The NPS rehabilitated Arlington Memorial Bridge, a $277 million investment in the park finished on schedule and under budget. The $161 million GW Parkway Rehabilitation contract will reconstruct the parkway's northern segment between Sprout Run in Arlington and the I-495 junction in McLean.
Karen Corbet Sanders, the Mount Vernon District School Board member, focused on a trifecta of important events this month beginning with Black History. Sanders described how schools and the community ensure that people are aware of that history and that they embrace and celebrate the accomplishments of brilliant black scientists, innovators, medical professionals who helped invent the COVID vaccine, and others. "It is important because it is part of our history that we want to teach and tell the story about, the good and the bad. Because if we don't teach our history, we end up repeating history, and we know we don't want to do that," she said.
The second event is Public Schools Week, Feb. 21-25, 2022. "Many people don't realize that Virginia was the first state in the United States to actually incorporate into its constitution the promise of public education for every child in the Commonwealth," she said.
A third event commemorates 125 years of PTA Parent Teacher Organizations. According to Sanders, there has been much chatter about whether or not parents should be included in the educational process. "I am here to say that 125 years in, we are proud to continue that promise of partnering with parents and teachers to advance the needs of public education," she said.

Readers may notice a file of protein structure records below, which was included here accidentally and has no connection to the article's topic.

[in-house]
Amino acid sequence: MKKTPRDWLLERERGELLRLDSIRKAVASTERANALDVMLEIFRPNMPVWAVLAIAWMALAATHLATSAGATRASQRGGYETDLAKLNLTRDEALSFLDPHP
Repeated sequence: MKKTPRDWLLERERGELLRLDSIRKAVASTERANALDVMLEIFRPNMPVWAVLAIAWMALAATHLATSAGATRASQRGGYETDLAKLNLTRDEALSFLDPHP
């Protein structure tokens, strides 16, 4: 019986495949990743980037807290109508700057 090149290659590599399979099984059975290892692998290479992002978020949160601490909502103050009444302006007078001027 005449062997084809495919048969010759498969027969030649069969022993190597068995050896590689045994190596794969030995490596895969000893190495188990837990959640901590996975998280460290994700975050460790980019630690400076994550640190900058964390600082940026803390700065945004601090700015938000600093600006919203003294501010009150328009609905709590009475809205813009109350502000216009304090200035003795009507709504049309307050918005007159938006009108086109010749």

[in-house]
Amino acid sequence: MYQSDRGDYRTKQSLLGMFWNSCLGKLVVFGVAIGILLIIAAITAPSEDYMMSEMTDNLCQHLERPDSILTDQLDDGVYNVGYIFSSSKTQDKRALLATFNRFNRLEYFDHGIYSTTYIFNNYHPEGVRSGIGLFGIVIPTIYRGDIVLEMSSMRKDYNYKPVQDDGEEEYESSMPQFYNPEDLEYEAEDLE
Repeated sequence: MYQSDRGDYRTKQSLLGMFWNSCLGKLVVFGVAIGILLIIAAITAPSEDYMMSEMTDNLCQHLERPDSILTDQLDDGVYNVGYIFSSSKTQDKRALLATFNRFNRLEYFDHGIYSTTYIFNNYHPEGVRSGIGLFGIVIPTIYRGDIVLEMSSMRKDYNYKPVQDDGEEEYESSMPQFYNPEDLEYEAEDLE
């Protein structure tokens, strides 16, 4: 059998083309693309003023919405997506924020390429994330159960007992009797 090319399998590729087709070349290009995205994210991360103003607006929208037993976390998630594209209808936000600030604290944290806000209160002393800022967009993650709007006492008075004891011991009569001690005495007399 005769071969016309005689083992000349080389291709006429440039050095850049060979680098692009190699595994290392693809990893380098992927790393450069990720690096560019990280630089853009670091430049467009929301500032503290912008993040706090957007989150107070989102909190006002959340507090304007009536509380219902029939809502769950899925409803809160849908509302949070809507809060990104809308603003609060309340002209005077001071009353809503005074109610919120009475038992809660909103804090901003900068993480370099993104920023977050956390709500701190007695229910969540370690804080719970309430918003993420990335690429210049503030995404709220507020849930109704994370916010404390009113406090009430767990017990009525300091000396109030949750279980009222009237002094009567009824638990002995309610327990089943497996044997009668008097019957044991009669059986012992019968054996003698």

Sanders described how Fairfax County Public Schools reinvented many aspects of education, including introducing the science of reading, focusing on early literacy; adapting the John Lewis program at John R. Lewis High School which emphasizes leadership and public service; expanding the curriculum on preventing gun violence and gun safety; and securing board support to introduce Title Nine curriculum for grades K through 12, which teaches children from an early age what is harassment and assault.
Storck closed the meeting saying, " Together we have accomplished much throughout this second challenging COVID year, and I know we will achieve far more in the future."